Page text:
Stone, slate, decking, gravel – modern gardens are as much about textures as they are about plants. So, choosing the right surface materials is all part of bringing your garden plan to life. Whatever surface you go for, getting the design right in the first place will save you a lot of headaches later.
If you’re laying a patio, create gaps in the design by leaving out a few paving stones. You can fill these openings with decorative gravel, slate or plants.
Lay decking planks close together (around 5mm). The surface will be more comfortable to walk on in bare feet – and you’ll be less likely to lose objects between the cracks!
A patio of stone slabs is an ideal way to extend your living space into the garden. If the patio is adjacent to the house, make sure that the surface will be at least 15cm below the damp-proof course. And incorporate a slight fall away from the building, so that rainwater won’t pool. A drop of around 1cm per 1m should do the trick. Design-wise, explore slabs of differing – but related – sizes. The patterns you can build up with these slabs will be much more interesting than a plain grid.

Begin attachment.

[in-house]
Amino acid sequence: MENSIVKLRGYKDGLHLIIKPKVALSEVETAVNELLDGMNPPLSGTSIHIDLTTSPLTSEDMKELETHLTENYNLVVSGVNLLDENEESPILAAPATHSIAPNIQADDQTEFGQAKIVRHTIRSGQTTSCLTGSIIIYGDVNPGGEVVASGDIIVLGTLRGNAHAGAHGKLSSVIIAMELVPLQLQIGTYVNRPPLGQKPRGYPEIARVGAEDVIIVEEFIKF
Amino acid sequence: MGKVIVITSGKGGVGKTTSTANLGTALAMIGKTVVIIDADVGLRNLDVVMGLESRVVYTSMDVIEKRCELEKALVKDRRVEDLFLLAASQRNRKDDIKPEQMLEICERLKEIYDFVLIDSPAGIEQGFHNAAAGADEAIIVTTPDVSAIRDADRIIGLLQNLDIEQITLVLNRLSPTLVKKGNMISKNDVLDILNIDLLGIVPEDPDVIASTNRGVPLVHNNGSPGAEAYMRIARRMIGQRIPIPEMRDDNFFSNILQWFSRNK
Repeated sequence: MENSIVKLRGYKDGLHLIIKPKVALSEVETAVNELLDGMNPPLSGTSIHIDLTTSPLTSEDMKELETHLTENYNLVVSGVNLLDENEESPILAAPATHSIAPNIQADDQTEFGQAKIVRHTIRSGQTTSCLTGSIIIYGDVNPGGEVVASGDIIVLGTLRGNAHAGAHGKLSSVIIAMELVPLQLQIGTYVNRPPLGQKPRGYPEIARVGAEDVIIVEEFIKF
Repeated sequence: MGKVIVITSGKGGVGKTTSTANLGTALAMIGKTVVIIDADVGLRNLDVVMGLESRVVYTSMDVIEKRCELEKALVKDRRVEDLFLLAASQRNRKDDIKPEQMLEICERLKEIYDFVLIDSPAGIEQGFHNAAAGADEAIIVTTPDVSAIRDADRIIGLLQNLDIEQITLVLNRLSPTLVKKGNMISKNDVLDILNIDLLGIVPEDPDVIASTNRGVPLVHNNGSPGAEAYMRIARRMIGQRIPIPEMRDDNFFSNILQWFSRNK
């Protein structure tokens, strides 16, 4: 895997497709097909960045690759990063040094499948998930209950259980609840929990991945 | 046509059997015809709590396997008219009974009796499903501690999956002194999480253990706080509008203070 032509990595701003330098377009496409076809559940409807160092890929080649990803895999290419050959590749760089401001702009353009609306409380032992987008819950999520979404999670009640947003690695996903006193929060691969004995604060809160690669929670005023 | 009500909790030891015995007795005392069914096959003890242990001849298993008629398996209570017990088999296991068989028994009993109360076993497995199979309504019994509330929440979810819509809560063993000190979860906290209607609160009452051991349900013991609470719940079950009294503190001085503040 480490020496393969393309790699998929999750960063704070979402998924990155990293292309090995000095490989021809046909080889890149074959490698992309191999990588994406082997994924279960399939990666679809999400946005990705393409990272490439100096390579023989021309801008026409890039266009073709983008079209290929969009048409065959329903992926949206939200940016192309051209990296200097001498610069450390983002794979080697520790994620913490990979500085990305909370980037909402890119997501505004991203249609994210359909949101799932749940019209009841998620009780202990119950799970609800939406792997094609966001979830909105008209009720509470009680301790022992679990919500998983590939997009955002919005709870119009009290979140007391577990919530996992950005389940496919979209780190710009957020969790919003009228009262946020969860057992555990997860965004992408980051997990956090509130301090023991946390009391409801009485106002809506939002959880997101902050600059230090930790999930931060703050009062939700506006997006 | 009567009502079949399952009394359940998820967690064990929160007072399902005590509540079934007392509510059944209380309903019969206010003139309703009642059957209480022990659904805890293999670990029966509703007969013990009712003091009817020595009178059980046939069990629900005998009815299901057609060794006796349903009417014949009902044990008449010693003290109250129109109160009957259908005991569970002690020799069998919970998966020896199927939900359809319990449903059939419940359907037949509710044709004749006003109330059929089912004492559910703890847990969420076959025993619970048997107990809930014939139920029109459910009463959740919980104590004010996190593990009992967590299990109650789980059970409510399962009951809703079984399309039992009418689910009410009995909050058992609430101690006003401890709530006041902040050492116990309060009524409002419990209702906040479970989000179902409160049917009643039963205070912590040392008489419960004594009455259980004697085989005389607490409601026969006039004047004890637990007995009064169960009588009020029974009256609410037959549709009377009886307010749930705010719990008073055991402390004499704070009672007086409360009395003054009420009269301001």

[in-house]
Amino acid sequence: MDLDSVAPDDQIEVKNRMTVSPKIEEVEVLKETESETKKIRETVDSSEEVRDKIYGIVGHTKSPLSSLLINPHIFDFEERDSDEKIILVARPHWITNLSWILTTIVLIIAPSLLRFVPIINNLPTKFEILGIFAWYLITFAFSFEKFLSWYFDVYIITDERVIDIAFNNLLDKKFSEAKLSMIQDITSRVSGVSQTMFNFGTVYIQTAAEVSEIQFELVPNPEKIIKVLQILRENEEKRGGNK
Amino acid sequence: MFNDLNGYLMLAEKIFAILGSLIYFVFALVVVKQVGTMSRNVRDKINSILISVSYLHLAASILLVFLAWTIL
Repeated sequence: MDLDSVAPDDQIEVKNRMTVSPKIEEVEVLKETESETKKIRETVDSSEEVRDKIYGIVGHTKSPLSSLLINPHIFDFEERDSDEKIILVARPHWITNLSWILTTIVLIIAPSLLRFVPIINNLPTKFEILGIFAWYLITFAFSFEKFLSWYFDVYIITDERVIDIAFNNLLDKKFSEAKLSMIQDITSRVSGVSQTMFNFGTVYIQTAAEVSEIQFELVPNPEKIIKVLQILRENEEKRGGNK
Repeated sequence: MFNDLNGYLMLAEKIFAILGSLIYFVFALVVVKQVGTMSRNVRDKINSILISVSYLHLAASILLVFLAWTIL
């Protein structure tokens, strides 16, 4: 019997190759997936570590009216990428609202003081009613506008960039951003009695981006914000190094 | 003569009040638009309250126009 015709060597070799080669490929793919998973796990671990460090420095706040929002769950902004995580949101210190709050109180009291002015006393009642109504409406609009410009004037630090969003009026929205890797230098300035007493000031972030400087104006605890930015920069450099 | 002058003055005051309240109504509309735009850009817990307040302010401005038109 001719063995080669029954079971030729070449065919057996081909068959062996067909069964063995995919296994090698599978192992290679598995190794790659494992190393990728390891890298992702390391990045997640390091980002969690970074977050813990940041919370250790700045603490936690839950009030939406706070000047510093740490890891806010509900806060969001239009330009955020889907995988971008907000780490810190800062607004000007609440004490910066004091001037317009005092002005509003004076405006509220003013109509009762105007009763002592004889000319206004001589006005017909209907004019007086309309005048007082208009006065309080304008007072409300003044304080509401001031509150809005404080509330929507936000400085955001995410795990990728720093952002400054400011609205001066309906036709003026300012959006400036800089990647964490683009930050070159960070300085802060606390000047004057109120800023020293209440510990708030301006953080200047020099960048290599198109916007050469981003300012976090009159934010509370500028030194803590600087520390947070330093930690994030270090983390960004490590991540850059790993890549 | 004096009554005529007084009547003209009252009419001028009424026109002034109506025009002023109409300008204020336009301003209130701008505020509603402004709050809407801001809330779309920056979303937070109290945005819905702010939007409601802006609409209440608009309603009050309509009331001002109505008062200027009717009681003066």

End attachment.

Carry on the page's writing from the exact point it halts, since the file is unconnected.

Gravel is the cheapest of the hard surfaces on offer for the garden and it’s also one of the easiest to lay. But that doesn’t mean you can skimp on the preparation. It’s not enough to level the earth, sling down a weed suppressing membrane and scatter some gravel. You need to stabilise the area first. Dig to a depth of at least 10cm and edge the area with pressure-treated timber boards of the same height. Then pack in a 7cm layer of “scalpings” – rough stones. Hire a vibrating compressing machine for this job. Only then can you scatter your 2.5cm layer of surface gravel.
Best of the Rest
The warm hues of brick paths work well in the garden but need regular attention to stop them becoming slippery. They’re also a good edging medium. Cobbles – available in natural and artificial stone – make a highly decorative surface. They can be quite a challenge to lay accurately, though. Bark can do duty as an inexpensive material for informal paths. It also makes a great surface for children’s play areas. Smooth pieces of slate look smart and are much easier than gravel to push a wheelbarrow over.